Committee kills measure to give state park officers death benefits

By Gregory Nickerson
— February 24, 2014
Glendo State Park. (Wikimedia Commons — click to enlarge)
Glendo State Park. (Wikimedia Commons — click to enlarge)

The Senate Appropriations Committee has killed House Bill 70 to provide disability and death benefits for state park law enforcement at the same level as other peace officers.

In public testimony, Bill Westerfield of Wyoming State Parks and Historic Sites noted that many of the officers in parks deal with the same issues and go through the same training as other peace officers. The job comes with additional risks, such as being on call 24 hours a day and working alone in remote locations that can be 40 miles from backup. On occasion they face dangerous situations, as evidenced by a 2009 incident in which a Glendo State Park officer was shot in the chest. The officer survived.

“The job of these peace officers has changed over the years. They are at more peril,” testified Sen. John Schiffer (R-Kaycee), chairman of the Senate Judiciary Committee. “These people can get hurt, and seriously hurt. If we are going to get them in the line of fire, lets provide for benefits.”

House Bill 70 would have diverted 1 percent of employee salaries into an account that would pay out benefits in the case of disability or death. The disability benefit would amount to 62.5 percent of the employees’ salary if injured on the job, and 50 percent if injured during an off-duty situation. Similarly, the death benefit would pay 62.5 percent of the salary plus 6 percent of the salary for each minor dependent, and 50 percent of the salary for death outside of work. Currently, there are only 21 state park law enforcement officers.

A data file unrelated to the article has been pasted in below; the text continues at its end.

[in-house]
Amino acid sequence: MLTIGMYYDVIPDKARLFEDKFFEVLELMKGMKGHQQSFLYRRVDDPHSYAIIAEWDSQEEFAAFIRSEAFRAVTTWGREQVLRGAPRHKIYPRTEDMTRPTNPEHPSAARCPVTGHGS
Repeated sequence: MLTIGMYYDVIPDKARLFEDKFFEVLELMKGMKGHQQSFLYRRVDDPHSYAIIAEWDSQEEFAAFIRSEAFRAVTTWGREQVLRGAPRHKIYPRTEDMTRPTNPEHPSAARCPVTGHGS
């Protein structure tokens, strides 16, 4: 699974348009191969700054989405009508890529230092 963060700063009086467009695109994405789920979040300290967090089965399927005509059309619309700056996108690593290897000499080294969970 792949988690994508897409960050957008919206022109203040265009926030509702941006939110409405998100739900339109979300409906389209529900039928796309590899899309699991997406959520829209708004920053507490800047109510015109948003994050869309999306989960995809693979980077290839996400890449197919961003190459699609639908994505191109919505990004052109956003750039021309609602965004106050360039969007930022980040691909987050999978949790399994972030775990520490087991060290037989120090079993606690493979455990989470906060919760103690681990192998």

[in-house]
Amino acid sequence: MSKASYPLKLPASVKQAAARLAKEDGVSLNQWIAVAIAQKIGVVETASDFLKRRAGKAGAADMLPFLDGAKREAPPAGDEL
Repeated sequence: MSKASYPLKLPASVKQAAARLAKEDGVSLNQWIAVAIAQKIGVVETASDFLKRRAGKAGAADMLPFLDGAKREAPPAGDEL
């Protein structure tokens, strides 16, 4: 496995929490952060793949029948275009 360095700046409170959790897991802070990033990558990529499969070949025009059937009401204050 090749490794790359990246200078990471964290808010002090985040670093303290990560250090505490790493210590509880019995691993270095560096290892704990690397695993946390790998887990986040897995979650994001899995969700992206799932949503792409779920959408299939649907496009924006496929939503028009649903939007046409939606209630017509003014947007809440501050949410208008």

During committee action, Sen. Curt Meier (R-LaGrange) introduced an amendment for the contributions to the fund to be paid in a 50-50 split between employees and State Parks and Historic Sites. That change passed. However in a final vote the bill received two votes in favor and three opposed, meaning the measure will not be heard on the Senate Floor.

— Gregory Nickerson is the government and policy reporter for WyoFile. He writes the Capitol Beat blog. Contact him at

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Gregory Nickerson worked as government and policy reporter for WyoFile from 2012-2015. He studied history at the University of Wyoming. Follow Greg on Twitter at @GregNickersonWY and on

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